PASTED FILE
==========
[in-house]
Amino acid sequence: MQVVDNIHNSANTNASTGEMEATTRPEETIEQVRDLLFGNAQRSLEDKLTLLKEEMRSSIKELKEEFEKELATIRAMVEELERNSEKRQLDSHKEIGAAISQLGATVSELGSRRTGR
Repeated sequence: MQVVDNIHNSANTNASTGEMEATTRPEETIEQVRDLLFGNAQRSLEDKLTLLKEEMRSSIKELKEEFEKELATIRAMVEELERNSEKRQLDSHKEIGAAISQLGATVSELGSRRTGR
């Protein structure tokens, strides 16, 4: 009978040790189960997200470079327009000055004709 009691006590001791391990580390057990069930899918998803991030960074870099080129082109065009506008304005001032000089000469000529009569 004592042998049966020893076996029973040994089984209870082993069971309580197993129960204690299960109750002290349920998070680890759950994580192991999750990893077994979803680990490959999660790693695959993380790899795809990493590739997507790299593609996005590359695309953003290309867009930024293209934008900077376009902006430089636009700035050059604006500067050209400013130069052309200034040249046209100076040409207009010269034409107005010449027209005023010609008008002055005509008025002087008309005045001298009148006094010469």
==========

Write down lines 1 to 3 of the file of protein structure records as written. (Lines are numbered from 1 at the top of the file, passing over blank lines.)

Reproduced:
[in-house]
Amino acid sequence: MQVVDNIHNSANTNASTGEMEATTRPEETIEQVRDLLFGNAQRSLEDKLTLLKEEMRSSIKELKEEFEKELATIRAMVEELERNSEKRQLDSHKEIGAAISQLGATVSELGSRRTGR
Repeated sequence: MQVVDNIHNSANTNASTGEMEATTRPEETIEQVRDLLFGNAQRSLEDKLTLLKEEMRSSIKELKEEFEKELATIRAMVEELERNSEKRQLDSHKEIGAAISQLGATVSELGSRRTGR